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In a just-released report, the National Academy of Sciences (NAS) has taken an extensive look at the scary side, the dramatic side…let's face it, the Hollywood side of global warming. The new research falls under the heading of "abrupt climate change": The report examines the doomsday scenarios that have often been conjured in relation to global warming (frequently in exaggerated blockbuster films), and seeks to determine how likely they are to occur in the real world.
So here's a list of some of the most dreaded abrupt changes (where abrupt means occurring within a period of a few decades or even years), and the probability that they'll happen—even if nothing like the Hollywood version—before the year 2100:
As seen in: The scientifically panned 2004 blockbuster The Day After Tomorrow.
What would happen: The great overturning circulation of the oceans, driven by the temperature and the salt content of waters at high latitudes, transports enormous amounts of heat around the planet. If it is disrupted or comes to a halt, there could be stark changes in global weather patterns.
Chances it will happen this century: Low. For future generations, however, The Day After Tomorrow might be slightly less laughable (if still wildly exaggerated). In the longer term, the NAS rates the probability of a disruption as "high."
As seen in: The over-the-top Category 7 and the even more over-the-top Sharknado.
What would happen: The frequency and/or intensity of extreme precipitation events—including heavy rains, damaging flooding, droughts, and hurricanes—would show a relatively sudden increase. The consequence would be not only the potential for more weather disasters and their associated costs but also, the NAS warns, the possibility of "increased conflict" following disasters. No Category 7s, but still something worth worrying about.
Chances it will happen this century: According to the NAS, we can already detect a clear trend towards more extreme flooding, although trends in other extreme weather phenomena, such as droughts and hurricanes, are more murky for the moment. As for an abrupt change this century? NAS rates the outlook as "moderate."
As seen in: The 1995 Kevin Costner classic Waterworld.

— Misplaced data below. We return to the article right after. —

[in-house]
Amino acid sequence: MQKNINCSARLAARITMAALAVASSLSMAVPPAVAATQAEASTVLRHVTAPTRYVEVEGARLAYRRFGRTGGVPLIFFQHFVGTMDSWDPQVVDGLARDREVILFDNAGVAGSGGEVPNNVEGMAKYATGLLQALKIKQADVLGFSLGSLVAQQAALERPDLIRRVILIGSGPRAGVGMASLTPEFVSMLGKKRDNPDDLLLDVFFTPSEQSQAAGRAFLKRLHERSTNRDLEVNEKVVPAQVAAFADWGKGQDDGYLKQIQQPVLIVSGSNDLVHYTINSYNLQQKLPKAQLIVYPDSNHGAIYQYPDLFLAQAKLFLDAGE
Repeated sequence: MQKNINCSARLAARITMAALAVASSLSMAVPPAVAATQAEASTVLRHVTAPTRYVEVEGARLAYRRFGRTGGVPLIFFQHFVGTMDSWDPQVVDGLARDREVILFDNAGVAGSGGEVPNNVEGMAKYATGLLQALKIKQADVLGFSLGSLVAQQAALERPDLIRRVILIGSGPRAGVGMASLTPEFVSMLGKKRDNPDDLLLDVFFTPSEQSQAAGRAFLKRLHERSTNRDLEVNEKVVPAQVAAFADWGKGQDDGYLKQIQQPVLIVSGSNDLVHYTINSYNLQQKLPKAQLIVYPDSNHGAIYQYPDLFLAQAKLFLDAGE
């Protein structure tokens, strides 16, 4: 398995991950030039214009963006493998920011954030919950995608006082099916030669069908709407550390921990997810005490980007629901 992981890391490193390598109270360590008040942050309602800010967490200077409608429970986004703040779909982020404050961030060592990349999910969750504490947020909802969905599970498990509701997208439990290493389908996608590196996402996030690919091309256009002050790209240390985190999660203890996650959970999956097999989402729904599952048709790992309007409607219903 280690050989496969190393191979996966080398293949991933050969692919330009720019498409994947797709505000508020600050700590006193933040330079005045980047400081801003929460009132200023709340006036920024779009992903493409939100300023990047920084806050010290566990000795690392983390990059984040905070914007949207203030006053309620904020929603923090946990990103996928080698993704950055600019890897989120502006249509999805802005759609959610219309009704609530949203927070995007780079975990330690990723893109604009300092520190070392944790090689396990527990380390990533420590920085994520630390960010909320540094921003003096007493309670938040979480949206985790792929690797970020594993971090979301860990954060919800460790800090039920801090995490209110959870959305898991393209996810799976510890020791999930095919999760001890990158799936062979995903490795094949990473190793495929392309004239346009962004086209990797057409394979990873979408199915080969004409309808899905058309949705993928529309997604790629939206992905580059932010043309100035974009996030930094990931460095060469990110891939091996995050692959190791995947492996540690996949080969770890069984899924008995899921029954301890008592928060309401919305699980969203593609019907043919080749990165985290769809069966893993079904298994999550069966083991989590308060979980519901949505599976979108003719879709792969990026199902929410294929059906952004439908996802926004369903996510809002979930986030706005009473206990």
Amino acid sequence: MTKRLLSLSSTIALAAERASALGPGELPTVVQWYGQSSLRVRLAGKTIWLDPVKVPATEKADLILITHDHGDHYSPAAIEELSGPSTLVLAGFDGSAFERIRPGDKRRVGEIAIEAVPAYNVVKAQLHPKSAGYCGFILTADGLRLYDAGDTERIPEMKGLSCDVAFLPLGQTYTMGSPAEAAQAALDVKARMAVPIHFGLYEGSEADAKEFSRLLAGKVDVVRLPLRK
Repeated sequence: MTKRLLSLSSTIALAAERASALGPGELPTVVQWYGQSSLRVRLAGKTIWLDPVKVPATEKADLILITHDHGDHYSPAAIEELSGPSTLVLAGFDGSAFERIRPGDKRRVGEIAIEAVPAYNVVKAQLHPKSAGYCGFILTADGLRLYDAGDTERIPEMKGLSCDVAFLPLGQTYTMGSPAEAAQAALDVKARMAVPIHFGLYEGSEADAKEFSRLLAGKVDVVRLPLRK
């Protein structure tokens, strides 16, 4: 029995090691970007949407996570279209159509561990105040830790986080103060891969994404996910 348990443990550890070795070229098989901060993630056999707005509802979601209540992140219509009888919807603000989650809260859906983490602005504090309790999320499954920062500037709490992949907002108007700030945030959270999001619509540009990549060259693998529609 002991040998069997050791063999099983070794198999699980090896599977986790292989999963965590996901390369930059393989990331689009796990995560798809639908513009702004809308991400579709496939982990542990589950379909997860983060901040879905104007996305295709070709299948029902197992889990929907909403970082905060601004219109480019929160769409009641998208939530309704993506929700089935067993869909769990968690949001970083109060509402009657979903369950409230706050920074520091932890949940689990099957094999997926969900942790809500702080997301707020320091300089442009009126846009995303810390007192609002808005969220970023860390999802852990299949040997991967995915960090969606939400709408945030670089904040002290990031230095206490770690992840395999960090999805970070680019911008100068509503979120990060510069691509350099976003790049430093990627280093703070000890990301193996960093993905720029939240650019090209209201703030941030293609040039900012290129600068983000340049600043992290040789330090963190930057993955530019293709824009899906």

What would happen: Here is arguably the scariest global warming scenario—the collapse of all or part of the ice sheets of Greenland and Antarctica, leading to rapid and extreme sea level rise. (But no, the continents would not disappear as in Waterworld. Not remotely.)
Chances it will happen this century: Fortunately, this risk is not likely to materialize before 2100, according to the NAS—with one possible exception, the West Antarctic Ice Sheet, which contains the equivalent of three to four meters of sea level rise. The NAS judges that an abrupt change here during this century is "plausible, with an unknown although probably low probability." In the longer term, meanwhile, the probability is high that some of the great ice sheets of the planet will indeed melt substantially and drive sea level rise on a scale measured in meters, rather than inches.
As seen in: Spike Lee's Do the Right Thing (which isn't directly about global warming, of course, but is definitely about heat).
What would happen: Heat waves can be devastating. Not only can they kill significant numbers of people (and spark conflict), but they also can imperil agriculture and water supplies.
Chances it will happen this century: According to the NAS, a climate-related trend towards more intense and frequent heat waves has already been detected. And the outlook for an abrupt change for the worse in this century is "moderate."
As seen in: Amazingly, to our knowledge Hollywood hasn't made use of this one yet.
What would happen: One oft-touted climate fear is that undersea Arctic deposits of methane hydrate will be destabilized or even explode, releasing large volumes of gas into the atmosphere that, in turn, trigger rapid global warming. This scenario is particularly frightening because methane is a much more potent greenhouse gas than carbon dioxide. By worsening global warming, an Arctic methane "bomb" would also increase the risk of other dangerous abrupt climate changes.
Chances it will happen this century: "Low," says the NAS. Over the longer term, however, the risk rises to "moderate"; and when it comes to a related threat—the release of stored carbon from the thawing of northern permafrost, which would also amplify global warming—the long-term risk is "high."
As seen in: The 2012 Imax film To the Arctic (yes, a documentary).
What would happen: The loss of summer Arctic sea ice has profound effects, ranging from opening up dramatic new opportunities for shipping and resource exploitation, to reshaping ecosystems and native cultures, to changing global weather patterns.
Chances it will happen this century: The NAS considers the ongoing changes in the Arctic region to be an abrupt climate change that is already upon us. So you can watch this one in a documentary, or even in satellite images.